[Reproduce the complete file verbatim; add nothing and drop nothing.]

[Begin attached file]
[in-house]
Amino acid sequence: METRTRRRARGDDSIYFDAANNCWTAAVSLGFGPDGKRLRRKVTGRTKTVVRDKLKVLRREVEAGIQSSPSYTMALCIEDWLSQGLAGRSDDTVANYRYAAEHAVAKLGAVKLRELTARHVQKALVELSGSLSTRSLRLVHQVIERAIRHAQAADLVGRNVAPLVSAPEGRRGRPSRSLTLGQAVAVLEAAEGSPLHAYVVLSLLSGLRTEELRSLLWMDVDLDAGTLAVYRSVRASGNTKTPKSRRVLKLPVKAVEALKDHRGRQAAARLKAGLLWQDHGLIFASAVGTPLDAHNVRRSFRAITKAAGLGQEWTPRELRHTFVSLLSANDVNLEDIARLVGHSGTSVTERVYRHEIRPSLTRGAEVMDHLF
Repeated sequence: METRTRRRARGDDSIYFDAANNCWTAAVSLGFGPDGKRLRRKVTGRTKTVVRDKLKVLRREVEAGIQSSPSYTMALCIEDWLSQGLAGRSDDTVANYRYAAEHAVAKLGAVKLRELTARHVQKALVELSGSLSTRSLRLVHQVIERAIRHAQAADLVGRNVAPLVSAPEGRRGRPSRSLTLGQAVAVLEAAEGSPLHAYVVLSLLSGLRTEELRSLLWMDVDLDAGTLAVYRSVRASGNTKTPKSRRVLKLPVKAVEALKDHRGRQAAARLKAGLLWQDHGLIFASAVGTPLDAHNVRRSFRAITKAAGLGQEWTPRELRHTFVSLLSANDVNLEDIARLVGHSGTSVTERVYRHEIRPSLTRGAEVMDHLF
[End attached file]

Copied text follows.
[in-house]
Amino acid sequence: METRTRRRARGDDSIYFDAANNCWTAAVSLGFGPDGKRLRRKVTGRTKTVVRDKLKVLRREVEAGIQSSPSYTMALCIEDWLSQGLAGRSDDTVANYRYAAEHAVAKLGAVKLRELTARHVQKALVELSGSLSTRSLRLVHQVIERAIRHAQAADLVGRNVAPLVSAPEGRRGRPSRSLTLGQAVAVLEAAEGSPLHAYVVLSLLSGLRTEELRSLLWMDVDLDAGTLAVYRSVRASGNTKTPKSRRVLKLPVKAVEALKDHRGRQAAARLKAGLLWQDHGLIFASAVGTPLDAHNVRRSFRAITKAAGLGQEWTPRELRHTFVSLLSANDVNLEDIARLVGHSGTSVTERVYRHEIRPSLTRGAEVMDHLF
Repeated sequence: METRTRRRARGDDSIYFDAANNCWTAAVSLGFGPDGKRLRRKVTGRTKTVVRDKLKVLRREVEAGIQSSPSYTMALCIEDWLSQGLAGRSDDTVANYRYAAEHAVAKLGAVKLRELTARHVQKALVELSGSLSTRSLRLVHQVIERAIRHAQAADLVGRNVAPLVSAPEGRRGRPSRSLTLGQAVAVLEAAEGSPLHAYVVLSLLSGLRTEELRSLLWMDVDLDAGTLAVYRSVRASGNTKTPKSRRVLKLPVKAVEALKDHRGRQAAARLKAGLLWQDHGLIFASAVGTPLDAHNVRRSFRAITKAAGLGQEWTPRELRHTFVSLLSANDVNLEDIARLVGHSGTSVTERVYRHEIRPSLTRGAEVMDHLF